The Hard Way

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“We can do this the easy way or the hard way.”

I feel like this must’ve been what the universe (or God) asked my fresh, new soul before it sent me spiraling down to earth.

And until recently, I would say my dumb ass soul must’ve answered  ‘the hard way’.

I have often said that this is how I tend to learn things. The hard way. Not everything, but most things. Sometimes this is because while I can read about certain experiences and hear pre-emptive advice, I tend to not retain it unless I’ve gone through the same experience. I learn better through application.

Sometimes, however, learning ‘the hard way’ has been because I am STUBBORN AF and I have a rebel tendency. So even if I have a situation in which I can apply really great advice, I might not. My dumb, hopeful, rebellious heart will try to hold out for a different conclusion. It’s frustrating at times. But for me, once I learn something the hard way, I really do get it. On a soul and core level.

Here are a few truths I’ve learned the hard way.

1) It’s really important to take your car in if it makes some weird crunching noise when you turn … because if not, your tire might fly off.

2) Do NOT try to nudge a couch that is blocking your path with your vehicle … or it might dent your door and make it impossible to open it fully ever again.

3) If you have a messy, heartbreak of a situation with a guy, you shouldn’t continue to show up at his bar with your rabble-rousing friends.

4) DO NOT – I REPEAT – DO NOT DATE A BARTENDER AT YOUR FAVORITE BAR. No man is worth losing your favorite bar. NO. MAN. The bar is forever.

5) If a guy tells you he’s not ready for a relationship, listen to him and don’t try to change his mind.

Ahem. So … most of my ‘hard learned’ lessons clearly tend to deal with love and relationships.

I’ve always said I don’t have a ‘type’ of man. I fall for the person, not how tall he is, thin he is or what he does for a living. I can be attracted to all types and certainly have. It’s been frustrating at times, especially when I’ve met a guy who has his life together and seems to genuinely like me, but there’s no spark. No zsa zsa zsu (little Sex and the City reference for ya).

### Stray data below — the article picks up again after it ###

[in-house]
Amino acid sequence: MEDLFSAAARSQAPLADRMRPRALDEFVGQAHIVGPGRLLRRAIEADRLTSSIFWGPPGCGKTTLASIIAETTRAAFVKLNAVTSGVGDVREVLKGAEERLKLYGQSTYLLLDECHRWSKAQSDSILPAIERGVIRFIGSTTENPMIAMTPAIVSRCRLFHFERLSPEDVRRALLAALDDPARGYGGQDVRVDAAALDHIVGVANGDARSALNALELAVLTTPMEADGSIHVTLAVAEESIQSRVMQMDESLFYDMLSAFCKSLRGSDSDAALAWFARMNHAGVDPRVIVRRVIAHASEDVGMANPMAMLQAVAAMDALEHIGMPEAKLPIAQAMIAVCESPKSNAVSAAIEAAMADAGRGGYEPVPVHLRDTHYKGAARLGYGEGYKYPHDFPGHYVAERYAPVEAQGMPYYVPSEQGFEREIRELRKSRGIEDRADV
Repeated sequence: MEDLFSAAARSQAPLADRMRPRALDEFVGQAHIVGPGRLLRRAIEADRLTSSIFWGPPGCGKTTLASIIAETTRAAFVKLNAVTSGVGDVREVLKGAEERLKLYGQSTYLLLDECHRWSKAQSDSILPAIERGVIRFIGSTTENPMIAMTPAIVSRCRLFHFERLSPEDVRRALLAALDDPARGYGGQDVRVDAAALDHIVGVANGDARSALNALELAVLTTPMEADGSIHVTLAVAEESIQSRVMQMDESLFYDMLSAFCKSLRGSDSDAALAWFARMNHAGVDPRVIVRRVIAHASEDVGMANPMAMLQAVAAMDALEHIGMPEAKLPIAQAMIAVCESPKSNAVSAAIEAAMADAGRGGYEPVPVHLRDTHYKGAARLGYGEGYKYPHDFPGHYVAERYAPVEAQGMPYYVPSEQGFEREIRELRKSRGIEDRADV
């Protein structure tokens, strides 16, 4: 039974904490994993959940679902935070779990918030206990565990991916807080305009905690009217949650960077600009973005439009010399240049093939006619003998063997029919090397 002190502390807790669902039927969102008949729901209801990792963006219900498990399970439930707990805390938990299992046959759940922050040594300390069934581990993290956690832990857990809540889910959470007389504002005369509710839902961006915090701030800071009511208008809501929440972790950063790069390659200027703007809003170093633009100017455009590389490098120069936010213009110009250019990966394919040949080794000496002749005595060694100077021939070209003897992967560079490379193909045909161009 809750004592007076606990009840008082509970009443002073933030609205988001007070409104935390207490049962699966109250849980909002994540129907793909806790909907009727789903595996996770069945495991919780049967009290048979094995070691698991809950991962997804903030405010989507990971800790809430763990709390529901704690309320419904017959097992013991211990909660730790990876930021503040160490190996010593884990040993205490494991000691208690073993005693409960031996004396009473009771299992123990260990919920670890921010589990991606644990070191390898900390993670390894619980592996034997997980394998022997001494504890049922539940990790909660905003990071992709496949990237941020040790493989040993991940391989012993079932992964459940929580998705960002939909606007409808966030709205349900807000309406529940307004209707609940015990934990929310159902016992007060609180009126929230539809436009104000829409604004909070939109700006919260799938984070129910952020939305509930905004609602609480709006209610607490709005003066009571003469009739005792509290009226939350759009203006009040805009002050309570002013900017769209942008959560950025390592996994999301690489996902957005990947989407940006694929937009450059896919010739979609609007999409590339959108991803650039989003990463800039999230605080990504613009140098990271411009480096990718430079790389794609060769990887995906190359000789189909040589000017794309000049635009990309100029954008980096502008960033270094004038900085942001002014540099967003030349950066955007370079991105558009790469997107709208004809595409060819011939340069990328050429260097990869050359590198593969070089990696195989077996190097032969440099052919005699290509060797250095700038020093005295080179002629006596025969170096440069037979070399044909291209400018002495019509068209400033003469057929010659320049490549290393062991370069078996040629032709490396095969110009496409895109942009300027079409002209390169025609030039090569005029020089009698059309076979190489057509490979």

My best friend recently remarked on this.

“Do you think it might be concerning that you don’t have a ‘type’? And yet you seem to be drawn to situations that hurt you?”

Leave it to Ash to ask the questions I’m probably trying to avoid. But her point was I say I’m open to all things because I believe love doesn’t have a ‘type’, but if I look, not all that closely, my recent history seems to prove I’m actually drawn to a very specific type – unavailable.

I was in an affair, had a short term thing with someone who made it clear it would never be romantic and in general, tend to fall for the men who aren’t ready for a commitment and seem to want to keep me emotionally at a distance.

When did this happen? Why?

If I look back, I haven’t always been this way. My ex-husband wasn’t very sensitive, but he was a good, solid partner and there for me. He was very available, loyal and he took care of me in many ways … he was just kind-of a grumpy jerk emotionally.

After we separated, I fell for a very sweet, completely emotionally available man who treated me incredibly well. Unfortunately … our timing was wrong. I wasn’t in a place to commit long term after having just left an 8 year relationship. His breakup was honestly the hardest. Because I still loved him and he was very much in love with me, I just couldn’t provide what he needed. I knew myself enough to know that my restlessness wasn’t settled yet, and if I committed like he wanted me to then, I would’ve broken his heart in a few years.

Then along came A, the man I fell hard for. He was quite literally taken. We approached this … affair …. not like some heated, passionate, uncontrollable thing. It was slow. It was friendship first. There were a lot of questions and nights just talking. There were love notes before there were kisses. There was something in his story that seemed so very similar to mine, and his heart and soul seemed so genuine. He was emotionally present in ways that were completely unexpected. He was romantic. He was doting and caring.